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The new Walkman sprints ahead of the competition

Call Sony's new PlayStation Portable the Killer (with the requisite apologies to Jerry Lee Lewis). The PSP isn't just a multi-tasking entertainment device that plays video games, movies and MP3s. It's a machine specifically intended to murder Nintendo's GameBoy, and take over the handheld market the GB has monopolized for so long.

While Nintendo's latest entry into that market, the Dual Screen, is arguably more adventurous technology—you play games via touch screen—games and movies simply look better on the PSP (which retails for a not-bad $249). This all owes to a luxuriously wide 4.3 inch LCD screen. And while paused frames are sometimes fuzzy, action is unbelievably sharp and crisp.

What about those DS-damning extra goodies? The PSP's not the iPod buster that some web sites like CNET have suggested. Right now, you can only get one gig of music on the tiny Memory Stick Duo, which isn't enough to compete head to head with Apple's magic device. Thankfully, Sony didn't go proprietary here. You can play any MP3s on the PSP, not just Sony-coded tunes.

As for videos, also stored on the memory stick: PSP doesn't recognize mov and wmv files, but only MPEG-4 videos, the industry standard. It's MPEG-2, used for DVDs, that gives you the very best video quality. SpiderMan 2, the flick packaged with the PSP, is written on a 1.8 gigabyte UMD disc—a tiny, proprietary DVD. It's not packed with a load of extras like shorts and "making of" vids, like a regular DVD, and it won't play in a DVD player. Yet it's great for a plane flight—the PSP fits perfectly in your shirt pocket. Then there's stills. You can make a slideshow of your celeb porn photos, but only with jpegs, not bmp files. You can, however, flip and zoom in on them.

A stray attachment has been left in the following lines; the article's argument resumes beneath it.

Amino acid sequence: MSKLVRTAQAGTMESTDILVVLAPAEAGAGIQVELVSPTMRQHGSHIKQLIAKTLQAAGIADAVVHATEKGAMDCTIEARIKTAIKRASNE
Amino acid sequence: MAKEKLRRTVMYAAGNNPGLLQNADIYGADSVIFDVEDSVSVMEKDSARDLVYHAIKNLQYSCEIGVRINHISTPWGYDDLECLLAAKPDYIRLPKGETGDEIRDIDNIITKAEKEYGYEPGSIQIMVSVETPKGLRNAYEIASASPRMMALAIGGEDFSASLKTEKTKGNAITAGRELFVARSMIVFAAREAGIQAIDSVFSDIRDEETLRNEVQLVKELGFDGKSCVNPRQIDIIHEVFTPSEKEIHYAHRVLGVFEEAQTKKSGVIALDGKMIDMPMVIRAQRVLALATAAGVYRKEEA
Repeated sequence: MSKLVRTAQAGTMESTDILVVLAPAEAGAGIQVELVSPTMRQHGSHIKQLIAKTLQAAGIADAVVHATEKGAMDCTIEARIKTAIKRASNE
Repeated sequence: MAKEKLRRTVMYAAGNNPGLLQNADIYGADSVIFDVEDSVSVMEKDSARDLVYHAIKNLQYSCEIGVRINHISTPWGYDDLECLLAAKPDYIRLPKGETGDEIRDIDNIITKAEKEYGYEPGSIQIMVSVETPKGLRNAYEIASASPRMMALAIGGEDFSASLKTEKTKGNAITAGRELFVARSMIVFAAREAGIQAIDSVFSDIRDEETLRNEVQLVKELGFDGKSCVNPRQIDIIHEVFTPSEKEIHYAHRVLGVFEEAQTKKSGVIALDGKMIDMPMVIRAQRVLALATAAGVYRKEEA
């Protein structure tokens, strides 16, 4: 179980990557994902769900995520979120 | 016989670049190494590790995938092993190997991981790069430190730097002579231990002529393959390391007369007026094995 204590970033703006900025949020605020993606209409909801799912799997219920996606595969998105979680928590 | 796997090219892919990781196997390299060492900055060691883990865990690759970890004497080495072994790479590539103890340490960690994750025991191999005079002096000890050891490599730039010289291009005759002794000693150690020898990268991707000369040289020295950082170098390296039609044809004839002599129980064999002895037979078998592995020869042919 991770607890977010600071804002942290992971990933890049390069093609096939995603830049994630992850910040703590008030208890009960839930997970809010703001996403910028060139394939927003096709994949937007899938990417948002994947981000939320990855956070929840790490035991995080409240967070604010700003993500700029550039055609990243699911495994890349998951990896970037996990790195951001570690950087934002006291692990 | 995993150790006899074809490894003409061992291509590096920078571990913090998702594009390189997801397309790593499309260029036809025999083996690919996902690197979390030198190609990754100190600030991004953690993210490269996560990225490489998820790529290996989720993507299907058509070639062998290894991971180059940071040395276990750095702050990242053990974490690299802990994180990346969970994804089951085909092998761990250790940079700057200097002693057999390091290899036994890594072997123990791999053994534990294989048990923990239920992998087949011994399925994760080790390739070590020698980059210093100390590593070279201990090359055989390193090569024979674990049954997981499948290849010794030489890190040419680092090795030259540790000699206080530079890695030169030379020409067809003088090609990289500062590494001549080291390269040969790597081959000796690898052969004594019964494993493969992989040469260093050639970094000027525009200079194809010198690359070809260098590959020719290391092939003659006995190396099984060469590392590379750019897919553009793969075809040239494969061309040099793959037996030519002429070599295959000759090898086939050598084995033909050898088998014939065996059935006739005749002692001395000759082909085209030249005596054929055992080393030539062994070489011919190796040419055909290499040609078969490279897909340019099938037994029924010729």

All this drains juice. How long can you fiddle with the Portable's myriad features? The battery runs for about three to four hours, which, compared with the Nintendo DS' 8 hours, ain't squat. Worse than the battery life is the fact that it takes about two and a half hours to fully charge. (Get an extra battery.) Remember, the PSP has a lot more work do to with movies and graphically intense games coursing through its 333 MHz processor.

Ah yes, the games. They just plain look and play better on the PSP than on any GameBoy. The video quality sometimes even seems better than on the PlayStation 2, and though there's an annoying load time, it's often a lot less than that on the daddy console. Hook up the headphones included with the device, and you get amazing fidelity, making you feel as if you're truly inside the game. (The standard earbuds were too big and hurt my ears, however.) There's no lag time between the you moving the button-like analog "joystick" and seeing a wacky vehicle in "Twisted Metal Head-On" follow your command. And you can play with others wirelessly. (I should note that my PSP contains an annoying piece of dust stuck under its plastic cover, a distracting factory mistake.)

The PSP's future looks bright. Pundits are speculating that Sony will add modules to make the PSP into a camera and a phone, hackers are already trying to add text and programs to the device, and there are downloadable programs like Mobile Media Maker (free to try) to help you compress and translate movies onto the Duo stick. Look out PSP-casts complete with video. For a killer, this little rectangle of hardware sure is taking on a life of its own.

 
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